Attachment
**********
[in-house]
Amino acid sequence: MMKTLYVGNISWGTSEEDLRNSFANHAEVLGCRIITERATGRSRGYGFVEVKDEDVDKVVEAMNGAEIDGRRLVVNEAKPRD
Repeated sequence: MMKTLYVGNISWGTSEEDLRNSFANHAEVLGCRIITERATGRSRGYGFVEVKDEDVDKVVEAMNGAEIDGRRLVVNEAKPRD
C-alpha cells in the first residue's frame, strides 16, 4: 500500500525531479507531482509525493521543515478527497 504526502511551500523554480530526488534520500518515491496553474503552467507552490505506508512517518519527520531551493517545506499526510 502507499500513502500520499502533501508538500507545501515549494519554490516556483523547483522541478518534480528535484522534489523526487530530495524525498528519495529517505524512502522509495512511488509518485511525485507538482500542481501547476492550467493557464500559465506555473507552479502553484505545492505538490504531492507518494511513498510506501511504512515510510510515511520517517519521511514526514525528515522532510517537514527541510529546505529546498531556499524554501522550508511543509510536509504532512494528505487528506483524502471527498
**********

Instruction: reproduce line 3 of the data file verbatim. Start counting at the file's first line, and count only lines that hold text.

Repeated sequence: MMKTLYVGNISWGTSEEDLRNSFANHAEVLGCRIITERATGRSRGYGFVEVKDEDVDKVVEAMNGAEIDGRRLVVNEAKPRD